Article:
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Dave Grohl, Coldplay, Jennifer Hudson Lead All-Star Tribute to Neil Diamond at MusiCares Gala

February 7, 2009 10:47 AM ET

The most commonly heard phrase spoken by attendees and artists alike at Friday's MusiCares tribute to Neil Diamond? "Feels like a Bar Mitzvah!" Or the biggest karaoke party ever, but rather than having to suffer through your drunk friend's closing time rendition of "Sweet Caroline," instead some 2,500 music industry VIPs got the man himself backed by Grammy vets like Coldplay, Tim McGraw, Foo Fighters, Faith Hill and Chris Cornell, along with newcomers the Jonas Brothers, Jennifer Hudson and Adele. (Check out photos of the night's big performers onstage and off in our Grammy party gallery.)

The rah-rah — or ba-ba-ba — atmosphere made the sometimes stuffy gala more of a swinging soiree, and that excitement was palpable on the red carpet, where, despite heavy rain, many of the evening's performers came out to soak up a little of Neil Diamond's love light. "He's the master of the three chord song," said Urge Overkill singer Nash Kato, who reprised the Pulp Fiction version of "Girl, You'll Be A Woman Soon" later in the night. "He was our version of punk rock." Foo Fighters' Dave Grohl couldn't agree more. In fact, he credits Urge Overkill for helping him see the light. "When Urge fuckin' rocked that song is when I thought, 'Oh my God, Neil Diamond's fucking cool!'," Grohl said. "Because Nirvana toured with them early on and we quickly realized that Urge Overkill were the raddest dudes you could ever meet, so if they like him, he's gotta be cool."

That sentiment was shared by Chris Cornell, who went one step further, suggesting that maybe it's time for a tribute album. "It would be a long one," he said, "but it's great when someone has a diverse catalog of so many amazing songs." Others, like Jason Mraz, are more recent converts. "I caught on when Rick Rubin produced 12 Songs," he said. "I knew some of the hits, but flipping through the liner notes and reading the story of that album, I was really moved."

Naturally, the event spanned every stage of Diamond's four decade-plus songwriting career. Among the highlights from the early years: Coldplay's acoustic take on the 1967 Monkees hit, "I'm A Believer," which Chris Martin led quartet-style with a squeaky Casio, Raul Malo's country spin on 1966's "Solitary Man," and Jennifer Hudson's moving turn on 1969's "Holly Holy," for which she received the first standing ovation of the night. Kid Rock came next with "Thank the Lord for the Night Time," and later joked backstage, "I'm gonna kill whoever made me follow Jennifer Hudson. Thanks!"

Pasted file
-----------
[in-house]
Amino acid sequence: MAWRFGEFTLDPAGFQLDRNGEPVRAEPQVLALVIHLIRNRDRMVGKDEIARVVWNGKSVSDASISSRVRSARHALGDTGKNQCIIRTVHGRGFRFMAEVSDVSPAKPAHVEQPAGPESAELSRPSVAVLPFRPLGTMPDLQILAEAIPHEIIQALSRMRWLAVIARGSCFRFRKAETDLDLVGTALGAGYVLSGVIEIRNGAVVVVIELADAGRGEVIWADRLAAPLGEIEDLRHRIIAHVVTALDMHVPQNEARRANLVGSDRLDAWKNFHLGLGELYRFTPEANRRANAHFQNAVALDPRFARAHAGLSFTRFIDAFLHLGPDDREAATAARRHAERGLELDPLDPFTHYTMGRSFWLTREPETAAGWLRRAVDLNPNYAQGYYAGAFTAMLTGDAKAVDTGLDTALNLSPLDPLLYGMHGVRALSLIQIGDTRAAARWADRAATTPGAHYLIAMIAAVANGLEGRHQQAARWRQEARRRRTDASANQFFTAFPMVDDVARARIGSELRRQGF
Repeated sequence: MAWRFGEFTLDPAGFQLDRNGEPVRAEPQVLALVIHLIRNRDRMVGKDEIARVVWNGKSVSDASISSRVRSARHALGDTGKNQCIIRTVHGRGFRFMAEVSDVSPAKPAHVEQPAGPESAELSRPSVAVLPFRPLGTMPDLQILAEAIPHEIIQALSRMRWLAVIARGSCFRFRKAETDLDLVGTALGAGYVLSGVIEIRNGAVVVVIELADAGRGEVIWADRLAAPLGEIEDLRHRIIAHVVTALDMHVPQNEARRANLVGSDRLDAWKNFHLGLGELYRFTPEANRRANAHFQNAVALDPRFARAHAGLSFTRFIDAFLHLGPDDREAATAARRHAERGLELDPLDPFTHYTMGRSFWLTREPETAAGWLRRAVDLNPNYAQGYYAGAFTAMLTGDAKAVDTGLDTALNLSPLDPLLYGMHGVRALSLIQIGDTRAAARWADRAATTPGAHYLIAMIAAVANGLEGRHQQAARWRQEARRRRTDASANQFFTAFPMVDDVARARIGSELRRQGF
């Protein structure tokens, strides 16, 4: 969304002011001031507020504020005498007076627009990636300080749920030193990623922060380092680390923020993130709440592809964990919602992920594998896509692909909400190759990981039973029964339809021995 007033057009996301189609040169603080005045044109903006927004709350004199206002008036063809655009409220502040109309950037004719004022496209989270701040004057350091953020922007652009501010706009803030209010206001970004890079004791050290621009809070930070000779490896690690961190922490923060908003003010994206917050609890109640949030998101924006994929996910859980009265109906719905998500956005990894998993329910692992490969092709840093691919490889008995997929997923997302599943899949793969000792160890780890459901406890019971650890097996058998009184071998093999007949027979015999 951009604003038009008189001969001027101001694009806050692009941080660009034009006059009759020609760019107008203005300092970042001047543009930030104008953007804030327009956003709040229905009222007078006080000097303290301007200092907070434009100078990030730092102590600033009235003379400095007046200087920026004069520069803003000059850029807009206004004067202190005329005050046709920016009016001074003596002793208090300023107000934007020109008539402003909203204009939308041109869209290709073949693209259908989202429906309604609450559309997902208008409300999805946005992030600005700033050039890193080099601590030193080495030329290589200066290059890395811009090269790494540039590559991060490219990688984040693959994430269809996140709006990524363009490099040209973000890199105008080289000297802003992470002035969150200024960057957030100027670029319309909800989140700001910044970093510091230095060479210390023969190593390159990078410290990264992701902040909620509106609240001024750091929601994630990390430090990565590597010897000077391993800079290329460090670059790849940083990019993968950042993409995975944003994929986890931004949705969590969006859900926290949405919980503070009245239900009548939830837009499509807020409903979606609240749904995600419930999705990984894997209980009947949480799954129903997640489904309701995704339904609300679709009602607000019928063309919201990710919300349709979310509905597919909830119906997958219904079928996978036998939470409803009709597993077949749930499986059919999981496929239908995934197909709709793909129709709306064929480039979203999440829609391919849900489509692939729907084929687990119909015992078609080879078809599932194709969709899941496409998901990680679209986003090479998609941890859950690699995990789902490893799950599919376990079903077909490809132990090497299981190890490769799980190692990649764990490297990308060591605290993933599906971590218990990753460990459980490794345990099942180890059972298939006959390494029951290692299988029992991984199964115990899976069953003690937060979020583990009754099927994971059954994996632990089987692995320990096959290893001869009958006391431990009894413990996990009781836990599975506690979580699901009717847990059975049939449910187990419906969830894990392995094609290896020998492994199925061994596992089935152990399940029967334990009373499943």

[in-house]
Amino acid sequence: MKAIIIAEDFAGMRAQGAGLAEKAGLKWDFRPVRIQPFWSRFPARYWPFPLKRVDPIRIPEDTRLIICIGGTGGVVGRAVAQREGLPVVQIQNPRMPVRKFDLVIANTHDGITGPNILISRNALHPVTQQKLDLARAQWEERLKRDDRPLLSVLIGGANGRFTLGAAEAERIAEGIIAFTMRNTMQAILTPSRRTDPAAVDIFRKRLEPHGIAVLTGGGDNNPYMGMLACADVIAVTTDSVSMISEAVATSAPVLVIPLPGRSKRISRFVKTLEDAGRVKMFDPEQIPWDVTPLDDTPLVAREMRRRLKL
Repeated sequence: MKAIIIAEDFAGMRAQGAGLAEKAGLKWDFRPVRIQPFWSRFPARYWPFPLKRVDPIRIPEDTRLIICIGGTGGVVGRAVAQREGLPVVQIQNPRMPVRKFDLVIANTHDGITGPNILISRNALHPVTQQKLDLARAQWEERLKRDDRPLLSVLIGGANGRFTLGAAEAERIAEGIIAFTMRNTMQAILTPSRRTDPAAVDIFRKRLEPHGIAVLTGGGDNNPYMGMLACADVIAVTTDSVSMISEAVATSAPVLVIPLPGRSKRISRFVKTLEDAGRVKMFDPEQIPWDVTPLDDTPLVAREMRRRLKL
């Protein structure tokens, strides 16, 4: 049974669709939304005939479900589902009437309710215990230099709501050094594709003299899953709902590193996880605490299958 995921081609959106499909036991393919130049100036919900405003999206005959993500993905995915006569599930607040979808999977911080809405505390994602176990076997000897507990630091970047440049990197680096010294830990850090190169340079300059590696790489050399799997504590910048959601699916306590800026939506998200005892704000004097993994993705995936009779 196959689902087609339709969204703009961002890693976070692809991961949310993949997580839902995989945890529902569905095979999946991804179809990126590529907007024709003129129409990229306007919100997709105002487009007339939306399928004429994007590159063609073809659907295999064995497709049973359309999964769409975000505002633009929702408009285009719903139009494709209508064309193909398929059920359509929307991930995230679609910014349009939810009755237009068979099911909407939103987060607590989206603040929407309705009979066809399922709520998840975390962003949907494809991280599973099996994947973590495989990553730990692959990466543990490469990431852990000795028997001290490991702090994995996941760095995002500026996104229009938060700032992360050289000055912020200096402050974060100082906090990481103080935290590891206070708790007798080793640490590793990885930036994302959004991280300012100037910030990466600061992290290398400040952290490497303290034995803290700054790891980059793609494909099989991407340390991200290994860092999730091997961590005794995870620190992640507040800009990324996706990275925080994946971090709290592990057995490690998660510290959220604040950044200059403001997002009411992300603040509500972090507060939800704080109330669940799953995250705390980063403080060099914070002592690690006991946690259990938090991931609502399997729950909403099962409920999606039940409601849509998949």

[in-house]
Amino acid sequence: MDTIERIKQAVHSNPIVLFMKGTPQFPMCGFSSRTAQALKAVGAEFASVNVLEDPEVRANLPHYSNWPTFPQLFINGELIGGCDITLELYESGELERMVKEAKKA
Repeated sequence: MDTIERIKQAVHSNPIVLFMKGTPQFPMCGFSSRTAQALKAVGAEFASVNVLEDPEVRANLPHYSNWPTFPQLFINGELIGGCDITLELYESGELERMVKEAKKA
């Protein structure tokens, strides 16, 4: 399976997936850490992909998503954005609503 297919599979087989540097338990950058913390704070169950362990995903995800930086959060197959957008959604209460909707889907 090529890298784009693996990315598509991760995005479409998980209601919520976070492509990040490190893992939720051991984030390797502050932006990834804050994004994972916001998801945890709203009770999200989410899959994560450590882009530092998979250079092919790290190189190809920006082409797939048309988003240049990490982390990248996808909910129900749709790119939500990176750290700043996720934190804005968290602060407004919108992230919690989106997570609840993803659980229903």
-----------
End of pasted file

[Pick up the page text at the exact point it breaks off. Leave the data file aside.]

Shortly before hitting the stage, Cornell was also stressing about his solo shot at "Kentucky Woman," after some difficulties during the afternoon rehearsal. "There were technical issues that made it sort of stop and go," he told us. "Then when I played it for the first time, just to get through it once, I was having a problem with this one line, I just couldn't spit it out. I turn to my left and Neil Diamond is standing there. So he gave me pointers on how to do it. He said, 'I've sang it quite a few times,' and I was, like, 'I bet you have!' "

As for other classics of the Diamond canon, Eric Benet belted a soulful "Heartlight," Adele tackled "Cracklin' Rosie," Foo Fighters ripped through "Delirious Love," Tim McGraw handled "Hello Again," while his wife Faith Hill got to duet — and dance — with Diamond for "You Don't Bring Me Flowers." Closing out the night was, what else, but an all-star sing-along of "Sweet Caroline."

Backstage, the stars lingered a good while after the show, still buzzing and all smiles. Kid Rock raided the Foo Fighters' beer stash once his supply ran out (with permission, 'natch), Grohl chatted with Chris Martin, Faith Hill and Tim McGraw stayed close, and MC Jimmy Kimmel made nice with John Stamos, who earlier in the night, wanted to offer a bid on Kimmel's girlfriend, Sarah Silverman, as part of the MusiCares live auction. Kimmel's retort? "She's Jewish, she's very expensive."

As for the man of the hour? Sweaty but elated, Diamond had this to say at the end of the night: "I know I felt good about it in a way that I don't understand. Complimented, of course, but more than that, it was an affirmation for me by some really talented people. It was as good as it gets."

Grammy weekend has only just begun! Stay tuned to Rolling Stone for reports from all the hottest parties and red carpets, and of course Sunday's big show. Catch it all in our Grammy hub.

To read the new issue of Rolling Stone online, plus the entire RS archive: Click Here

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